The growth of social networks, SaaS applications, mobile devices and more interactive interfaces has led to bigger storage, faster response times, more volatile traffic, and alternative data formats. NoSQL databases offer a world of alternatives for storing, querying and thinking about your data differently. This event takes a look at NoSQL in general and a few real-world examples showing how it can add real business value over traditional SQL architectures.
This meetup group provides engineers, practitioners and managers the context needed to evaluate and adopt rapidly evolving business technologies. Leave with an understanding of what the technology is, why it’s used, when to use it, and next steps to take. We’ll review use cases, processes, tools, and practices in a mini-conference format through short presentations, hands-on tutorials, Q&A and code walkthroughs.
Event starts at 6 PM (talks at 7 PM) and goes until 9 PM
- Doors open at 6 PM for social time
- Talks start promptly at 7 PM for 1 hour or so
- Wrap-up until 9 PM
Organizer: Dan Adams, Senior Consultant / Cantina Consulting (@danadams)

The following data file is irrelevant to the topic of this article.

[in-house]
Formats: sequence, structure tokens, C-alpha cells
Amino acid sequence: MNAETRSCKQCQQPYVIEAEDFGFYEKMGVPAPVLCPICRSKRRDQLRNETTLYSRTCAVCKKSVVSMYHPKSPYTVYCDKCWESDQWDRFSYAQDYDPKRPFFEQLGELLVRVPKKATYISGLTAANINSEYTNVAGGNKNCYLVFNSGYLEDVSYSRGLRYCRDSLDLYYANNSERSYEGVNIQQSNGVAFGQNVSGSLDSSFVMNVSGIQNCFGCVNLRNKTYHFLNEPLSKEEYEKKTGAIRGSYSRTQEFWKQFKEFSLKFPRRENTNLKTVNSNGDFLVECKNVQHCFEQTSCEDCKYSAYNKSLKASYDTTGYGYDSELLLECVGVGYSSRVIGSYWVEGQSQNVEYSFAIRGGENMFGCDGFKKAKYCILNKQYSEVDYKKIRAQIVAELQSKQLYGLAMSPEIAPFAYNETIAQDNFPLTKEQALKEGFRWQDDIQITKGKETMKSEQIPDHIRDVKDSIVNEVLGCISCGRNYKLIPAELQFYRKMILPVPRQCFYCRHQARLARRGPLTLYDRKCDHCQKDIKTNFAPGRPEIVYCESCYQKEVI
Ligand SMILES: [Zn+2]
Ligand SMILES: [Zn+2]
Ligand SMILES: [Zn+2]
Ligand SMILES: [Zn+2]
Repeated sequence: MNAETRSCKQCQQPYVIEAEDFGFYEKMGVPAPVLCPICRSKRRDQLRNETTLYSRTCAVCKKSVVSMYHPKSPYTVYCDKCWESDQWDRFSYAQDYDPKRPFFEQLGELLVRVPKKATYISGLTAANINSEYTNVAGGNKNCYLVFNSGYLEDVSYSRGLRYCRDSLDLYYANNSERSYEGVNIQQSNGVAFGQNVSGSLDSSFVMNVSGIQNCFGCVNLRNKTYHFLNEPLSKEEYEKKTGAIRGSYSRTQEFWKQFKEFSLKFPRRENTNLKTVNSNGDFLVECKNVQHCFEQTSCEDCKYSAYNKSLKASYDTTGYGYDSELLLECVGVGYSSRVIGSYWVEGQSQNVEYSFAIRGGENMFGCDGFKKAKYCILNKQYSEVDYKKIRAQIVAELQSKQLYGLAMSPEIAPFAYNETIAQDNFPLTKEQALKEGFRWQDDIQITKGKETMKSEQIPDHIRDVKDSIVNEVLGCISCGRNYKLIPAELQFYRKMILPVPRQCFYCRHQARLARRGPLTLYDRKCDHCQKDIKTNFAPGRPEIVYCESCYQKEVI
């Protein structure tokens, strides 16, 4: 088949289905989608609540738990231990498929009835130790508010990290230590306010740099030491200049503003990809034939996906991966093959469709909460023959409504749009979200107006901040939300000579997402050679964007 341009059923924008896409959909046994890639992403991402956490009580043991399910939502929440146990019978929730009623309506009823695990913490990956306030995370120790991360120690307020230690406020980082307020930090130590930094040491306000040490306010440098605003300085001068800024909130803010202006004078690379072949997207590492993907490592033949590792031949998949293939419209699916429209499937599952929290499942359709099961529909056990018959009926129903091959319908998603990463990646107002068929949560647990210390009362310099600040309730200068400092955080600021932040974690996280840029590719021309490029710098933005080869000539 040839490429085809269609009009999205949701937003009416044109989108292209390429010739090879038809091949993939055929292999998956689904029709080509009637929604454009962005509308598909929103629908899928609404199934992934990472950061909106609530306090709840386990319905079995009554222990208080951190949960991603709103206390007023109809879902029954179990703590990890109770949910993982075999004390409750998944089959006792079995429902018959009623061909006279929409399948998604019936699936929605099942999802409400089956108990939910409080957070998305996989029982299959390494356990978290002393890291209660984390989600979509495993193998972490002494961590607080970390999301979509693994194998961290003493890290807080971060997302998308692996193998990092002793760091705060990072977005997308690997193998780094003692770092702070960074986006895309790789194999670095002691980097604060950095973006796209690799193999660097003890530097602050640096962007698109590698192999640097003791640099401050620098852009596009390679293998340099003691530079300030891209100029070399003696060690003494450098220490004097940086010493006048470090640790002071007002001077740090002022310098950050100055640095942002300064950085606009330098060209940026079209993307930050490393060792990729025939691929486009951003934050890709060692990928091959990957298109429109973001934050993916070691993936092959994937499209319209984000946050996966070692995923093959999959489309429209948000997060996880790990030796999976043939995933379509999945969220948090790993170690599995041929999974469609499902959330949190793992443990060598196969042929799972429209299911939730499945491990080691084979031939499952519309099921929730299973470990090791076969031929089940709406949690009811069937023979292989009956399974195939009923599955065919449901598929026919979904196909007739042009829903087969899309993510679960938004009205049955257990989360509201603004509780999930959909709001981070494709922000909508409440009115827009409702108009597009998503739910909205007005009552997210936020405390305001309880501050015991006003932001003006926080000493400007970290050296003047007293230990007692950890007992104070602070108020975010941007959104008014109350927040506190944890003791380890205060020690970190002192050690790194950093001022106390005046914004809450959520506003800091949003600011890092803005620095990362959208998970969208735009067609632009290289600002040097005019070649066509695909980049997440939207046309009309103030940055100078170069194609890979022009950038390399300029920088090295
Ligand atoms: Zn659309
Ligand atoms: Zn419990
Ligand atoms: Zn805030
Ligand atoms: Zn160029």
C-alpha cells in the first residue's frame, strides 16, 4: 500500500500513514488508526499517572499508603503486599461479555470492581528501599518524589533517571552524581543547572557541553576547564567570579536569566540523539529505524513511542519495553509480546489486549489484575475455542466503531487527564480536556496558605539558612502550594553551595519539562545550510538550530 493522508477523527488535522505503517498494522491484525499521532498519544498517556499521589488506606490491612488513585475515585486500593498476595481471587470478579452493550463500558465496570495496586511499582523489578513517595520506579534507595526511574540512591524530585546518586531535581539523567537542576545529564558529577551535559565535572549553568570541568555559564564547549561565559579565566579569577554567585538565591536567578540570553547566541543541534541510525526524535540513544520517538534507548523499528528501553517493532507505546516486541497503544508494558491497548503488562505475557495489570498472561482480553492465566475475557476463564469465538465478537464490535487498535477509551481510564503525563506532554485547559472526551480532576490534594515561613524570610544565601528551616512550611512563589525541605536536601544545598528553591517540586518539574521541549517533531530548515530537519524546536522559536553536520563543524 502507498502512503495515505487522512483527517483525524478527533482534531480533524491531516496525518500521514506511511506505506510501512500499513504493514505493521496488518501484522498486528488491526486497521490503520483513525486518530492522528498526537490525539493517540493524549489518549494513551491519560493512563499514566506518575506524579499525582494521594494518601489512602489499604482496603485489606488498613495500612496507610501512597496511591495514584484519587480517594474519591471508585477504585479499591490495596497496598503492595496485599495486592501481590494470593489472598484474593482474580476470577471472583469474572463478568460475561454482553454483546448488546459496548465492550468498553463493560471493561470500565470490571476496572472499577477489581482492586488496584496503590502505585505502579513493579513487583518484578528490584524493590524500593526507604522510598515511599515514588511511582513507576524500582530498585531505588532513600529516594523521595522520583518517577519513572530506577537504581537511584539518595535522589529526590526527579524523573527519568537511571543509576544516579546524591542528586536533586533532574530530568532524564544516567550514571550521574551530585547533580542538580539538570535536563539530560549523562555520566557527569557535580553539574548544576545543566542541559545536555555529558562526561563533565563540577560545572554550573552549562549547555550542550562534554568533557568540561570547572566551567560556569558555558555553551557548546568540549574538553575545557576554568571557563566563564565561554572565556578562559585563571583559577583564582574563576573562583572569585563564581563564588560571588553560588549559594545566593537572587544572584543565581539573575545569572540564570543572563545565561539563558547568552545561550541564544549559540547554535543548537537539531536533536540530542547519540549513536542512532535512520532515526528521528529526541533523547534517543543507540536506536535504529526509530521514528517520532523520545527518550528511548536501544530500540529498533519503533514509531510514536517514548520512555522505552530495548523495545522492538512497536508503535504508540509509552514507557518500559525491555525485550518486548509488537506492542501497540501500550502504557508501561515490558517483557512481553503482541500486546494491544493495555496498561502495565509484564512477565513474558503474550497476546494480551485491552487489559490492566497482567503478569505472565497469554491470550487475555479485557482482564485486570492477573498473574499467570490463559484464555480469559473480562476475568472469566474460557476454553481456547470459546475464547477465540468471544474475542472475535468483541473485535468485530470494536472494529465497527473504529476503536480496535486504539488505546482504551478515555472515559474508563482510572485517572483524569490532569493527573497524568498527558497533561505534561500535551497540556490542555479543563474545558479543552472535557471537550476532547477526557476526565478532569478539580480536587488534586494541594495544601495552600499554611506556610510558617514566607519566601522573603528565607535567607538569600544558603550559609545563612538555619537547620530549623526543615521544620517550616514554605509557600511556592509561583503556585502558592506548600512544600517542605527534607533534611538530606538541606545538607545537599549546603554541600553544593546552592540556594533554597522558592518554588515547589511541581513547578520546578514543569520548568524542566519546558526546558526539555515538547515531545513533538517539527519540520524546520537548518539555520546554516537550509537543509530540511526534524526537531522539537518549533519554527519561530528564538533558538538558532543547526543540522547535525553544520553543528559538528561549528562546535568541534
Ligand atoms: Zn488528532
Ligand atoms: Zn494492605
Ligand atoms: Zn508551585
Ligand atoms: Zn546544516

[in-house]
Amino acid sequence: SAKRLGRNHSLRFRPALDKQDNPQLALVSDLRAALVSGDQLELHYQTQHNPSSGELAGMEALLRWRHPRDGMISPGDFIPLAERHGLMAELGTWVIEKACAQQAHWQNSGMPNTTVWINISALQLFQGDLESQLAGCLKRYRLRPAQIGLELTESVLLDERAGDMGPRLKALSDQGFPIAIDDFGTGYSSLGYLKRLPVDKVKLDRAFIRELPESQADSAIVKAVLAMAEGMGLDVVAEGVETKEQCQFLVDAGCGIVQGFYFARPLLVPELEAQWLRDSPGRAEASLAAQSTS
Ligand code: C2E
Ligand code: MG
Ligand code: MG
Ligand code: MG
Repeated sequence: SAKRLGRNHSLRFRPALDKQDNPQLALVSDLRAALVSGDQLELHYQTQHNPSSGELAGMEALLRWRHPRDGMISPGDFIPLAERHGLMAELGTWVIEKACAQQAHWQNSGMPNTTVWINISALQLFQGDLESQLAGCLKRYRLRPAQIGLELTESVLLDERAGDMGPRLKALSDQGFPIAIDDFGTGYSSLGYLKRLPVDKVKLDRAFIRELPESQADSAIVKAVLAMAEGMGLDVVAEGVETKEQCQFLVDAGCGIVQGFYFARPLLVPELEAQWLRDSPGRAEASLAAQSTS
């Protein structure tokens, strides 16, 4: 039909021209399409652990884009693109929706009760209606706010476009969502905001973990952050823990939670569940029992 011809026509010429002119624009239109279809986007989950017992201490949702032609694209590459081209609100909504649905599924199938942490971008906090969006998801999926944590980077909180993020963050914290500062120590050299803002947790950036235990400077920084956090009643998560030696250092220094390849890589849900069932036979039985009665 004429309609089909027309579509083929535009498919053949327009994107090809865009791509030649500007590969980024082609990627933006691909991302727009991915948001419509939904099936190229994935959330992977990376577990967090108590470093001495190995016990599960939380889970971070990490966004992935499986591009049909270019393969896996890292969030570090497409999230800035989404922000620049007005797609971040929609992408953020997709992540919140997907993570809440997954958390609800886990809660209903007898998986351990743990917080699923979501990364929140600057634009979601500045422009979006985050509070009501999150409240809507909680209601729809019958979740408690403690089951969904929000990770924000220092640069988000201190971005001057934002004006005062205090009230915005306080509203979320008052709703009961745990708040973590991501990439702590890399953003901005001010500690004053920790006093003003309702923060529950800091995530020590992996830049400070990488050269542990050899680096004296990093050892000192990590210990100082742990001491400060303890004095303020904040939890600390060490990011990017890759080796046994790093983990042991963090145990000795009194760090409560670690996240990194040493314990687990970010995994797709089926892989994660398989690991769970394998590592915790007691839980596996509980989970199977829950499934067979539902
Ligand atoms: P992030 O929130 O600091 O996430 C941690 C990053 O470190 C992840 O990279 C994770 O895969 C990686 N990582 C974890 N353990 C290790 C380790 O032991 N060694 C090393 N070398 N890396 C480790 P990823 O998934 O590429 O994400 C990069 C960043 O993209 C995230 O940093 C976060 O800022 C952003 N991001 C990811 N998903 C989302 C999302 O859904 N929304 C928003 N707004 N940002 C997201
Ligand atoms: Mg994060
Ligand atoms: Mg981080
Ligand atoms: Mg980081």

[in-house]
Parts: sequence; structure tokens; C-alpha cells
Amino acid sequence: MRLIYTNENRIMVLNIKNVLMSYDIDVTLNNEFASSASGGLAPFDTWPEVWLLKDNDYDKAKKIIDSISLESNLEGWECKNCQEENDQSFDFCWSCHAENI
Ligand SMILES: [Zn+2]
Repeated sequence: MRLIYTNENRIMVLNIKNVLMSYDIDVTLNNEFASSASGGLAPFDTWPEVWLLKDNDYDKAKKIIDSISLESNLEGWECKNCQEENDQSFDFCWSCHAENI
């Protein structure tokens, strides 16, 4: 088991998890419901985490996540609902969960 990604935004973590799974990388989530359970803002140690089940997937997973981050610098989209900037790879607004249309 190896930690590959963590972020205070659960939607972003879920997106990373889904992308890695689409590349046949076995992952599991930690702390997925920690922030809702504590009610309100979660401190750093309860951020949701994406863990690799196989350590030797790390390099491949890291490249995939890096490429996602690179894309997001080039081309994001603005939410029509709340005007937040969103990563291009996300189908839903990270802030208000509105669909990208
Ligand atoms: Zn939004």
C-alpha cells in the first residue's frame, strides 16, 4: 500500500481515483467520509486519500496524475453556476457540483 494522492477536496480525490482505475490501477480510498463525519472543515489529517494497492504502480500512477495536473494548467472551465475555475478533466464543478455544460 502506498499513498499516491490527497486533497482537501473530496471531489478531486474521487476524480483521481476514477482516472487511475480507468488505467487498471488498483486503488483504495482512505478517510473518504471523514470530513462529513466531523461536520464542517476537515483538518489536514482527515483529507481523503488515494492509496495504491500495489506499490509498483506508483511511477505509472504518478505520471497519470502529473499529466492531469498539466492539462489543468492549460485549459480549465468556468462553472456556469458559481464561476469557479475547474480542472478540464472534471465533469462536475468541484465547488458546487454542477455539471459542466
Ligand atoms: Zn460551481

Session order may change
NoSQL for Mobile Apps
Morgan Bickle, Co-Founder and CTO / Kinvey
Recently moved to Boston to start Kinvey which I helped bootstrap with a friend and colleague. Our goal: to make building mobile apps easier by eliminating the need to build and deploy your own backend. We call it Backend-as-a-Service.
MongoDB from the Vendor Perspective
Jeff Yemin, Engineering Manager / 10gen
10gen develops MongoDB, and offers production support, training, and consulting for the open source database.
NoSQL at Hopper
Sébastien Rainville, Co-Founder and VP Engineering / Hopper
Hopper is developing a website for consumer travel discovery. Its travel-oriented search engine allows users to discover destinations and products using only keywords. Hopper is applying cluster computing techniques to build the world's largest database of travel information. The company is using Machine Learning, NoSQL databases and Big Data processing to transform raw web pages into structured and organized information, enabling a faster, more complete, and more flexible search than traditional travel sites.
Some refreshments will be served. WiFi is available.
MBTA: Kendall stop on the Red Line